It still does, and still is.  Even now, more than 40 years later, if you put me alone in a room and start playing Derek and the Dominos’ Key To The Highway or Deep Purple’s Smoke On The Water or Lynyrd Skynyrd’s Call Me The Breeze, the impulse to play a little air guitar (and in the latter case, a little air keyboards, too) and feel like a kid again while doing so will be irresistible.  Those songs are like a kind of time machine that transports me back to that poster-filled room with the scratchy Panasonic unit playing at the loudest decibel level I dared, and my guess is that the same is true for many of us fifty-something guys.

It’s nice to know that, lurking under the extra pounds and the grey hair and the aching back, there’s a little bit of that teenager energy and silliness still to be found.

Lessons From A Rowing Mom

IMG_6707_2The people of Maine are different:  hardier, more outdoorsy, and seemingly closer to the land.  Kish has noticed that the women wear less make-up and tend toward a no-frills look, while the men have the kind of ruddy complexion that makes it look like they’ve just stepped off a sailboat.

There’s something about living in a rustic area, near water, that seems to encourage that laissez-faire personal attitude.  If you’ve got water and a boat nearby, there would be a lot of incentive to use it — and if make-up tended to run down your face when the fog rolled in, and fancy haircuts frizzed out and became unmanageable in the salt air, then make-up and the high-end ‘dos would likely hit the cutting room floor.

I thought about all of this on our recent mailboat run out to Isle au Haut.  At one of our stops we saw a mother rowing her very cute little girl across the harbor to a dock.  The Mom was an accomplished rower, and I’d be willing to bet that her daughter ends up as one, too.  That’s not a bad skill to pass down from generation to generation.


At what point do you suppose that you first grasped the idea of “home”?  I imagine it was one of the first concepts I ever understood, and probably one of the first words, too.  It was a specific, physical place, to be sure, but it was a lot more than that.  It was where the most important people in your life lived, and you developed happy feelings that you associated with the special combination of that place and those people and your things — the sense of where your life was centered, and of being where you belonged.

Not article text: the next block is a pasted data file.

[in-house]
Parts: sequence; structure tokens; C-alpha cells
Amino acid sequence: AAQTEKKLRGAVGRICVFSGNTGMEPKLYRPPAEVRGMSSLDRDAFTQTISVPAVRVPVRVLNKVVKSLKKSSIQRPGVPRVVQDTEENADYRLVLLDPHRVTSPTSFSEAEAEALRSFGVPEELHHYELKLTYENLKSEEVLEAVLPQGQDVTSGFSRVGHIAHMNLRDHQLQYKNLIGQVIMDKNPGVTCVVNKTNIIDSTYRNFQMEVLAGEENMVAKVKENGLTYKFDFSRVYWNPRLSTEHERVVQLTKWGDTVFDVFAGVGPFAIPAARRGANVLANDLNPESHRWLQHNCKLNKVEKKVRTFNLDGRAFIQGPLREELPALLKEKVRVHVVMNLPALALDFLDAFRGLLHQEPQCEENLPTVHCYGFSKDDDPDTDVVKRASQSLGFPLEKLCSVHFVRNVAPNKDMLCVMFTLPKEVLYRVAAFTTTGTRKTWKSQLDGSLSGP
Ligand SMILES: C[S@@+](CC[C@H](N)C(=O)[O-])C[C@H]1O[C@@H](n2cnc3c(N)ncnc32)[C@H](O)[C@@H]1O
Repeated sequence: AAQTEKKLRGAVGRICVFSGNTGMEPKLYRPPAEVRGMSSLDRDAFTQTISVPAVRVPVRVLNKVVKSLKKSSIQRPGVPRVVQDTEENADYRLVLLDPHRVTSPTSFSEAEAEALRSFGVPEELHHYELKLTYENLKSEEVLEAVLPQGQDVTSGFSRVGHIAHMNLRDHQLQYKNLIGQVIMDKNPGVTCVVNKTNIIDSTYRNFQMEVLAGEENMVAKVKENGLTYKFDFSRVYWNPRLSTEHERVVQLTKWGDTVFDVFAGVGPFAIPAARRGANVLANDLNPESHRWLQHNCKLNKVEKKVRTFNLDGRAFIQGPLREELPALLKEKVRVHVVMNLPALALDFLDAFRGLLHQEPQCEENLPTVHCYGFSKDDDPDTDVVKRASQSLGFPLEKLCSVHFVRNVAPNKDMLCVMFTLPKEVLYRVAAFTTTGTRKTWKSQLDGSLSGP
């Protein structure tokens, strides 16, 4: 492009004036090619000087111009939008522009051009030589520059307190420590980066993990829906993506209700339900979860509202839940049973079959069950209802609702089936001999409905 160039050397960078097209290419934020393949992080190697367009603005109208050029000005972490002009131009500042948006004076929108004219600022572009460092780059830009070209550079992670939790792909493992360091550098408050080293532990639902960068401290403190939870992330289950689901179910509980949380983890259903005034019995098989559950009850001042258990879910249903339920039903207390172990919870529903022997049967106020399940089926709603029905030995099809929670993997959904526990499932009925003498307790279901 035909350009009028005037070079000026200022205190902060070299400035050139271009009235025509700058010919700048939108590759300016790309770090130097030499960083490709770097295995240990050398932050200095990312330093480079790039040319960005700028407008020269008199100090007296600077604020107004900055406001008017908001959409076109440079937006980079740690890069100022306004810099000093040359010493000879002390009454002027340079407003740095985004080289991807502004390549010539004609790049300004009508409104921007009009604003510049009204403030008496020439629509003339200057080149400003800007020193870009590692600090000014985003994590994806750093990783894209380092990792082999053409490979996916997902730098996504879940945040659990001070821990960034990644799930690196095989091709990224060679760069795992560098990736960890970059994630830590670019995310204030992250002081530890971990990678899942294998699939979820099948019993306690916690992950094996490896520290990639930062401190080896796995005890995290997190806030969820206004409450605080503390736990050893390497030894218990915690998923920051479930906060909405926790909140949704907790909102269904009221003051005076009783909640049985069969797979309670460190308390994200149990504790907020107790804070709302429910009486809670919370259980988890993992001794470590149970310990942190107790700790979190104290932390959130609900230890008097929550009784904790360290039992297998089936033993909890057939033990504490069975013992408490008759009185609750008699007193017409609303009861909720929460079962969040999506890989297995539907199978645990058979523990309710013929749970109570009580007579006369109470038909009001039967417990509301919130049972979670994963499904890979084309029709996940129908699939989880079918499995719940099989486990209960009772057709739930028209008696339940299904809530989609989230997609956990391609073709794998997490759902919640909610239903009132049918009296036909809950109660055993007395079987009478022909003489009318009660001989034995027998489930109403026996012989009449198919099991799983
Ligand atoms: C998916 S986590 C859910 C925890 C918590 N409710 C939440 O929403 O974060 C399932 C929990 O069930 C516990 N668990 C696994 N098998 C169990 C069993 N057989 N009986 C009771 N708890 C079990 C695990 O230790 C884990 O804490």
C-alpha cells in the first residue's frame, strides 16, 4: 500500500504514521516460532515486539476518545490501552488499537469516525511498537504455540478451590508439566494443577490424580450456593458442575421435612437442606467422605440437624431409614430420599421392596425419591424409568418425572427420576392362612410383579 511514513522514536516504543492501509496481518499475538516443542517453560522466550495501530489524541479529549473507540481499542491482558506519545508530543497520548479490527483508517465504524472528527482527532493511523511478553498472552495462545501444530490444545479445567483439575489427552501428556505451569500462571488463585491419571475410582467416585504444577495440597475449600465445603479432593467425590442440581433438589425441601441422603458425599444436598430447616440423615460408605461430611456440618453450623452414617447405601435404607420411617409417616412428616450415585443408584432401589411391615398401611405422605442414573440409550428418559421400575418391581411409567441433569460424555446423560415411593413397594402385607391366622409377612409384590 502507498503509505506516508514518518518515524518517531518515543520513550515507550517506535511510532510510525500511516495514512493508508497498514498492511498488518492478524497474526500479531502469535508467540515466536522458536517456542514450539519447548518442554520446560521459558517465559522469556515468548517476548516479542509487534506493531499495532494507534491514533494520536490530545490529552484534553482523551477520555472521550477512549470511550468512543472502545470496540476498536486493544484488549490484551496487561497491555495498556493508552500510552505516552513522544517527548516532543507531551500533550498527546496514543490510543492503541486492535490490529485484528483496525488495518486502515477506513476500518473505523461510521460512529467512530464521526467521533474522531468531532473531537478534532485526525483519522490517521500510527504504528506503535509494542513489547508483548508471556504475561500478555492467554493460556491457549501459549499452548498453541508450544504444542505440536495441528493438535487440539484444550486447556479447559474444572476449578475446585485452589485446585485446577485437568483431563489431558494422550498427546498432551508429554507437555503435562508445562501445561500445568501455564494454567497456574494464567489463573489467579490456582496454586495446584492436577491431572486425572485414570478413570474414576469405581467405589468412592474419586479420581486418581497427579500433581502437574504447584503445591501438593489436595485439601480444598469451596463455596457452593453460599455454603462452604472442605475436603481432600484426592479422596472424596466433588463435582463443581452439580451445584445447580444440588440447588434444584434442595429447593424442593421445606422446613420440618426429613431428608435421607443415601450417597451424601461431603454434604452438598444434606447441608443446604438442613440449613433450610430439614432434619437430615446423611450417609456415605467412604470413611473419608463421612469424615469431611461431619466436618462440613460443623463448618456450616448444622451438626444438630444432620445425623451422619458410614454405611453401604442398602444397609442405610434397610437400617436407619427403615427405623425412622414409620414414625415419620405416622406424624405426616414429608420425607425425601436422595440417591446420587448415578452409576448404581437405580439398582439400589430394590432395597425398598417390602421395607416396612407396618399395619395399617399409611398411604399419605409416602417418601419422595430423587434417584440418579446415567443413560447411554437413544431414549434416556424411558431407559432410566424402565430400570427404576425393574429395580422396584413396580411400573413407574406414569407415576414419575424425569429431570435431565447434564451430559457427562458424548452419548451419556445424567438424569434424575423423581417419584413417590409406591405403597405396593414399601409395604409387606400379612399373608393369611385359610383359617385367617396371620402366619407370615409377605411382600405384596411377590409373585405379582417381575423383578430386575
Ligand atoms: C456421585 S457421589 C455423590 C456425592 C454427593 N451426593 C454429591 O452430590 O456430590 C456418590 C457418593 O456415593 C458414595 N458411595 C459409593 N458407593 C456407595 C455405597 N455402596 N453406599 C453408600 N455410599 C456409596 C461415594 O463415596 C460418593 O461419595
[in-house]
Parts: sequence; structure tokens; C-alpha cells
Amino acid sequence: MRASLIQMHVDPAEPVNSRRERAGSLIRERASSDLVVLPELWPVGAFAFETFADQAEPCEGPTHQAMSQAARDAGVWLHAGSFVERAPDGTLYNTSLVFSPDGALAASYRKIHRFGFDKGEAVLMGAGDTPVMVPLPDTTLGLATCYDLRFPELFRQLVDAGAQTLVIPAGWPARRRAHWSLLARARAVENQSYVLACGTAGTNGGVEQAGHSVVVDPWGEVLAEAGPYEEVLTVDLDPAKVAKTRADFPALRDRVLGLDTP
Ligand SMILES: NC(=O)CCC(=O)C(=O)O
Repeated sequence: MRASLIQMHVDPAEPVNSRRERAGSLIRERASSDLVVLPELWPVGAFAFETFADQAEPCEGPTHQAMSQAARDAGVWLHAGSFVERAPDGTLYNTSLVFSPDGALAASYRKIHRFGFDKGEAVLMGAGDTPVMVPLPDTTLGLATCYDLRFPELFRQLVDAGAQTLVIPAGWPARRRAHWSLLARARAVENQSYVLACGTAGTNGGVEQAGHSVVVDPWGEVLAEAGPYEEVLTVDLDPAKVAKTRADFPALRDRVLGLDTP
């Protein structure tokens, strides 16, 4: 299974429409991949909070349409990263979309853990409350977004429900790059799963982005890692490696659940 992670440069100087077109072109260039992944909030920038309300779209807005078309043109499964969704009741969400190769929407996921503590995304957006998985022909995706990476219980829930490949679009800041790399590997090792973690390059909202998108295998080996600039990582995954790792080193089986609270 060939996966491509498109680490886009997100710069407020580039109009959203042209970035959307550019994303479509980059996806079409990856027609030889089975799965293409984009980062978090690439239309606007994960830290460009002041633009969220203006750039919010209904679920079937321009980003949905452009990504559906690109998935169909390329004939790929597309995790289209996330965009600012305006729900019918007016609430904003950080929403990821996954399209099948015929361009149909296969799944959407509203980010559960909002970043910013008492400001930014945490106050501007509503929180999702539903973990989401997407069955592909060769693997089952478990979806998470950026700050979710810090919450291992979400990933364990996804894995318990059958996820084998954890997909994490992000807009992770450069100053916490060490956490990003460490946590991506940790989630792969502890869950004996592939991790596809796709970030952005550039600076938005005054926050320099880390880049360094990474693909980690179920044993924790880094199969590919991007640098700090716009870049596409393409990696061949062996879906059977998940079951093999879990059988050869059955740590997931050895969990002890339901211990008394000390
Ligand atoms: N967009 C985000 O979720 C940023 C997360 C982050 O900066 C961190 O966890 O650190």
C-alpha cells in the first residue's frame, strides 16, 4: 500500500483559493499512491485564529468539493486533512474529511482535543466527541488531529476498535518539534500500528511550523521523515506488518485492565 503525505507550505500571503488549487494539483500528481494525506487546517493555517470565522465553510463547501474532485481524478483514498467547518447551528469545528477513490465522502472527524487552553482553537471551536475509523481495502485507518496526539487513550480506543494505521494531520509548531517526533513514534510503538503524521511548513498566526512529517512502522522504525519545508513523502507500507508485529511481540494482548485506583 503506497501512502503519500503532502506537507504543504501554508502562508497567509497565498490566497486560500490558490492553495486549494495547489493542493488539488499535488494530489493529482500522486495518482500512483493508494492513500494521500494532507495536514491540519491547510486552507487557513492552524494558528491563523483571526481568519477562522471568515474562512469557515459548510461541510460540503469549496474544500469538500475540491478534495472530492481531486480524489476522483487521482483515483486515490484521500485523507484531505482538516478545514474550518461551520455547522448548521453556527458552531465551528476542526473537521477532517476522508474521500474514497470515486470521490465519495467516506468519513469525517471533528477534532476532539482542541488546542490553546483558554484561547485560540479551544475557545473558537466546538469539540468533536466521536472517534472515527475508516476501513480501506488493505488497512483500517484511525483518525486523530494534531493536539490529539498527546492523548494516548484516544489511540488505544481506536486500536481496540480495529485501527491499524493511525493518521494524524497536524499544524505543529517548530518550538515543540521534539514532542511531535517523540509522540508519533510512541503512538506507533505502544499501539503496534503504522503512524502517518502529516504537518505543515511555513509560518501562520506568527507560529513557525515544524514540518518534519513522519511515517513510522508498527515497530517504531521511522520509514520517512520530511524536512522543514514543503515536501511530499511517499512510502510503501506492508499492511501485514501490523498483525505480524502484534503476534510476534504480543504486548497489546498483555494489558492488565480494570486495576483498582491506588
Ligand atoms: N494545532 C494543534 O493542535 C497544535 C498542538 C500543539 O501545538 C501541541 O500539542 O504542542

And as you grew up, and your family moved from one house to another, and went on vacations together, the concept of “home” became even stronger, because you realized that your home was not just one place, but could change from one city to another even as you left your friends and favorite places behind, and was more than just the temporary location of your Mom and Dad and brother and sisters.  And after such a move to new place, when the settling-in process finally ended, at some point you thought to yourself that your new house had become less strange and “finally felt like home.”

IMG_6833The home-shifting process continues, for many of us, as our lives proceed and we move through college and venture out on our own.  At some distinct point the concept of “home” morphs from the place where your parents are to the place where you and your spouse and your family have established their own lives.  The legal concept is called domicile — the location where you have established a permanent residence to which you intend to return, whatever your temporary movements might be.  Courts trying to determine domicile evaluate evidence like where you are registered to vote, where you pay your taxes, and where your kids go to school, that seek to capture, to the maximum extent that bloodless legal “factors” can, the emotional element of having found a welcome place where you have sunk down roots.

Those of us who have been fortunate enough to have grown up with a solid sense of “home,” with the warm, deep feelings of belonging and physical security and personal value and countless other attributes that come with it, can’t fully appreciate how having a home has shaped our lives and personalities.  And we can’t really imagine what it must be like to grow up without that essential emotional and physical center, or to someday lose it entirely and become “homeless” — a powerful and terrible word, when you think about it.

Yesterday, as Kish and I drove back from a vacation on the coastline of Maine, the pull of “home” became irresistible, and what was supposed to be a two-day drive became by mutual agreement a 17-hour, roll-in-and-unload-after-midnight rush to get back to our little center of the world.  And when we finally made it, and were greeted by a small, happily barking dog whose tail was sweeping the floor like a metronome set at maximum speed, we once again were reminded of what “home” is really all about.